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from you. Be sober, be vigilant; because your adversary the devil, as a roaring lion, walketh about seeking whom he may devour: whom resist, stedfast in the faith.”
There are some who profess to receive the Bible às å revelation from God, who doubt whether there be any devil, or invisible spirits who are enemies to Christ, and seek the destruction of men. But surely they must be very inattentive to the Bible who can doubt of this. The real Christian finds the truth of this so abundantly aflerted, that he cannot doubt of it, and his own experience, if properly attended to, will confirm him in this. He will find many motions and suggestions in his own mind, which, from the kind of them, and the manner in which they take place, are evidently from the agency of Satan.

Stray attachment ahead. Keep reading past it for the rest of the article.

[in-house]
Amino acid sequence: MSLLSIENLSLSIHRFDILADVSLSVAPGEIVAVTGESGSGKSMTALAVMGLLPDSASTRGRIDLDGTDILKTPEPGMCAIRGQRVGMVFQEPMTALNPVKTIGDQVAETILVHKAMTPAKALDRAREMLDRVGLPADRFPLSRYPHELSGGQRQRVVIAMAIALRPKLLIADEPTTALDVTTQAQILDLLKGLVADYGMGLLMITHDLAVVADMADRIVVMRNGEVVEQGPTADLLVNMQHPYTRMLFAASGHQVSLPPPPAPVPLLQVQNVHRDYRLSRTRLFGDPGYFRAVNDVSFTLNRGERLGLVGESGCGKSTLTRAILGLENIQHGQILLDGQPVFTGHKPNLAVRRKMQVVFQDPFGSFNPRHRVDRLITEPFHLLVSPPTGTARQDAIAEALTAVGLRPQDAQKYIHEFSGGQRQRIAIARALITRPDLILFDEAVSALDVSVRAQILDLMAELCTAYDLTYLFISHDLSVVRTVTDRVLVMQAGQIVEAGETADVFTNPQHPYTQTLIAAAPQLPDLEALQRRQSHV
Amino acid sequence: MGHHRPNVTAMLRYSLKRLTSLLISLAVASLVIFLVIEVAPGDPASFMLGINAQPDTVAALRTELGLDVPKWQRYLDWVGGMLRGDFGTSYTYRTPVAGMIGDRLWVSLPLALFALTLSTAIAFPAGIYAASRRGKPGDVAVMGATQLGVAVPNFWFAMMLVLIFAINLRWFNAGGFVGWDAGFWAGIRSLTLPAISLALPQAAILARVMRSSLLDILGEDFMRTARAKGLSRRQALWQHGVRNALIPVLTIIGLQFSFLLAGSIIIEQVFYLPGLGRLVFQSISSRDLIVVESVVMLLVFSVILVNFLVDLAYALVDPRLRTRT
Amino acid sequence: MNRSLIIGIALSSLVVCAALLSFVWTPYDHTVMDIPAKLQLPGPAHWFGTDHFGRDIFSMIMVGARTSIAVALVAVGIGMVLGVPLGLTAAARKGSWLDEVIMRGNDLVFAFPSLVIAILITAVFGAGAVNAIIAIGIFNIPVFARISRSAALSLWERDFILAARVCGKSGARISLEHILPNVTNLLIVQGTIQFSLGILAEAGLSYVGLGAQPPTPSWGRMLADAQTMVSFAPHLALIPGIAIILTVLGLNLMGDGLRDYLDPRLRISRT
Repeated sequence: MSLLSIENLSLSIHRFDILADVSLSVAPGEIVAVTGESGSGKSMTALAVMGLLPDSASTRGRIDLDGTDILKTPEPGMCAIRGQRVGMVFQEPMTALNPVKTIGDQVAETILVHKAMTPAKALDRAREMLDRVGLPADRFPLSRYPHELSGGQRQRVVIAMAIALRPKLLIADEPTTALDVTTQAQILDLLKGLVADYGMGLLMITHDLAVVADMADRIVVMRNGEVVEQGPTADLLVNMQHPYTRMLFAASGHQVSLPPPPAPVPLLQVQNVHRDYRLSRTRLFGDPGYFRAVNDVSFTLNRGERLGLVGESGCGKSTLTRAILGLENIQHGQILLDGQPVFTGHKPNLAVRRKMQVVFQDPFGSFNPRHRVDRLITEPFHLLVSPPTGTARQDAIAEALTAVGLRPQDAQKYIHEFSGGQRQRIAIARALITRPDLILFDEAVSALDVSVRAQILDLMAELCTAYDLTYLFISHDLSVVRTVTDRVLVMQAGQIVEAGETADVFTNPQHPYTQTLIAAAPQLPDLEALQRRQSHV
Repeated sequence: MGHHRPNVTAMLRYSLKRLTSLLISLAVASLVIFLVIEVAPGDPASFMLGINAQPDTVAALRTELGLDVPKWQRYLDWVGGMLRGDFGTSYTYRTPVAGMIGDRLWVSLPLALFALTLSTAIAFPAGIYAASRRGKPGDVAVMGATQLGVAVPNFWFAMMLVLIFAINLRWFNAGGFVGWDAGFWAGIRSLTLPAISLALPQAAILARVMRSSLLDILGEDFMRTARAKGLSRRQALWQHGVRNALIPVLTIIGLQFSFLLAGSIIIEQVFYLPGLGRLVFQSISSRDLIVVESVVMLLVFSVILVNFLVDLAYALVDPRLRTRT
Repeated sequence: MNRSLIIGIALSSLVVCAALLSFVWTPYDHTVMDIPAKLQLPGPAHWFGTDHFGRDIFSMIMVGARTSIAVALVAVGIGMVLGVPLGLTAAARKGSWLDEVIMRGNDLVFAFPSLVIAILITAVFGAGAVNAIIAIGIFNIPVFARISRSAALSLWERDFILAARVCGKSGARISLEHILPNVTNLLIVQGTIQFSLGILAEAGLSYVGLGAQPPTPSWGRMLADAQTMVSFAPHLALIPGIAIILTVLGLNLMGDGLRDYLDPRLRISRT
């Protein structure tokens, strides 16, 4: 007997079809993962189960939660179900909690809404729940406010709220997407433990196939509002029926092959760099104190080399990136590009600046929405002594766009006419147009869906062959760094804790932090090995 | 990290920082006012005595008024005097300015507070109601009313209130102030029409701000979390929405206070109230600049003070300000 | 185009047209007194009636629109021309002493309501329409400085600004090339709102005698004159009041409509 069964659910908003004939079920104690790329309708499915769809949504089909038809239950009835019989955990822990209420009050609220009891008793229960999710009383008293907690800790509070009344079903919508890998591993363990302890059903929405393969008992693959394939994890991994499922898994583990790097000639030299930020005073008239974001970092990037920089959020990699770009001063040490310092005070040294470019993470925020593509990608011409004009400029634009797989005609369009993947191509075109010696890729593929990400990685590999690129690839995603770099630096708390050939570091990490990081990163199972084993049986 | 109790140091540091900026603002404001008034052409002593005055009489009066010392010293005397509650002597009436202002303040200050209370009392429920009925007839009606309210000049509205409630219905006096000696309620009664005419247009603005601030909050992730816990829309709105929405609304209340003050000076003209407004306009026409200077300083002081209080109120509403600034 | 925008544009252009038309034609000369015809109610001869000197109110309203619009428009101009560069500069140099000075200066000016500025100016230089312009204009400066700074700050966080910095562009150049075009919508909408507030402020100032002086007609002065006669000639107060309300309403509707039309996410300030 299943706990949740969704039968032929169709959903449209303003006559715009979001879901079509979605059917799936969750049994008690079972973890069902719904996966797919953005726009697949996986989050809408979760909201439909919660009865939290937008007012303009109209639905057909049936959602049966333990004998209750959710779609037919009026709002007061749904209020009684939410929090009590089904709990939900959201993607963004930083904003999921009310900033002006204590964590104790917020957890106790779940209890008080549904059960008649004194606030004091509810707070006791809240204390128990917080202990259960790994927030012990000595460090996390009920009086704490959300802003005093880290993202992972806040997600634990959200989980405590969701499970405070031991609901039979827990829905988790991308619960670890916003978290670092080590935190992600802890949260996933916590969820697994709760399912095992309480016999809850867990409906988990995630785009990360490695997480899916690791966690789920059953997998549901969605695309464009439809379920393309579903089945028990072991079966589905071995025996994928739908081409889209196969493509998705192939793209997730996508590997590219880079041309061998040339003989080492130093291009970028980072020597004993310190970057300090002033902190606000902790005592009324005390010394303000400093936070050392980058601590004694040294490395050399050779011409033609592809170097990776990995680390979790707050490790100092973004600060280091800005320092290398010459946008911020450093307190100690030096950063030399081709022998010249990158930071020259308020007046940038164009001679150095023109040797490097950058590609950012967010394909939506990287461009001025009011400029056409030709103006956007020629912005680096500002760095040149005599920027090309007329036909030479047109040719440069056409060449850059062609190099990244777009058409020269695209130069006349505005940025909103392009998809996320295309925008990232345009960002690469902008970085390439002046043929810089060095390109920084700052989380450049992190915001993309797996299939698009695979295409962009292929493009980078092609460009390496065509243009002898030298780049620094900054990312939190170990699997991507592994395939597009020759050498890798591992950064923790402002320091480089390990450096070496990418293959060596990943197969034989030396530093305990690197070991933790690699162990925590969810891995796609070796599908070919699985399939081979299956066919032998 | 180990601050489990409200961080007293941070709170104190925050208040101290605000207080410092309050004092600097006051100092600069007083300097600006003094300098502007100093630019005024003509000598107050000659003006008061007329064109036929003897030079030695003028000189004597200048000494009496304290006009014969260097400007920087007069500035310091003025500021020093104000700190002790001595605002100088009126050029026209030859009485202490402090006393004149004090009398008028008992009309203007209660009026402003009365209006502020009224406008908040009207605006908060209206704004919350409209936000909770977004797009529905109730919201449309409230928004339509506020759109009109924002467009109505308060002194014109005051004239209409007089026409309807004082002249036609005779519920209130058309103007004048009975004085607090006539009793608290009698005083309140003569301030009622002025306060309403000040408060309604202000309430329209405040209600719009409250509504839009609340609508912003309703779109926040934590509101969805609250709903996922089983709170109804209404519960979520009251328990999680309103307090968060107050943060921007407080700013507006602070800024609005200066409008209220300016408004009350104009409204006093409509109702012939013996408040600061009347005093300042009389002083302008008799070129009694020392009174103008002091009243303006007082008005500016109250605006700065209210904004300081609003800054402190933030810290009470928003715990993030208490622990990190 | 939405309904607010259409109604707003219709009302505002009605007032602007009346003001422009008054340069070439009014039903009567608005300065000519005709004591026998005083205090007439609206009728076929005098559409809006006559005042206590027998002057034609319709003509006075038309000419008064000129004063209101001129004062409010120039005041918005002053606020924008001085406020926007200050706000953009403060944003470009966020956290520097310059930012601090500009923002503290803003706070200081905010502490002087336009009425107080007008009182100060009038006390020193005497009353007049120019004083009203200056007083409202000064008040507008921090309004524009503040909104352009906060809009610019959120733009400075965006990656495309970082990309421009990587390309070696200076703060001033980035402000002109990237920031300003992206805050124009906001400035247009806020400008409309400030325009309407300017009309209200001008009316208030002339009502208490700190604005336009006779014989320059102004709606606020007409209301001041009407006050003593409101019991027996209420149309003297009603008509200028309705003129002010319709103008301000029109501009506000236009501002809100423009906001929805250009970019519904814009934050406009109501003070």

And he is warranted from scripture to consider the devil as having a hand and agency in all the foolish imaginations, evil thoughts and motions of his heart, and in all fin which he sees in others ; especially their opposition to Christ and the gospel, and unrighteousness and violence towards men; for he is deceiving the whole world, and works in all the children of disobedience, and is attempting to ftir up all the corruption which is in the hearts of good men. Therefore, while Christians are watching against and opposing all their own evil propensities, and acting against and endeavouring tò fuppress and counteract the sinful courses of others, they are really resisting the devil, while they consider themselves and others as criminal, for every evil motion in their hearts, and all wrong conduct, as if there were no devil to tempt them.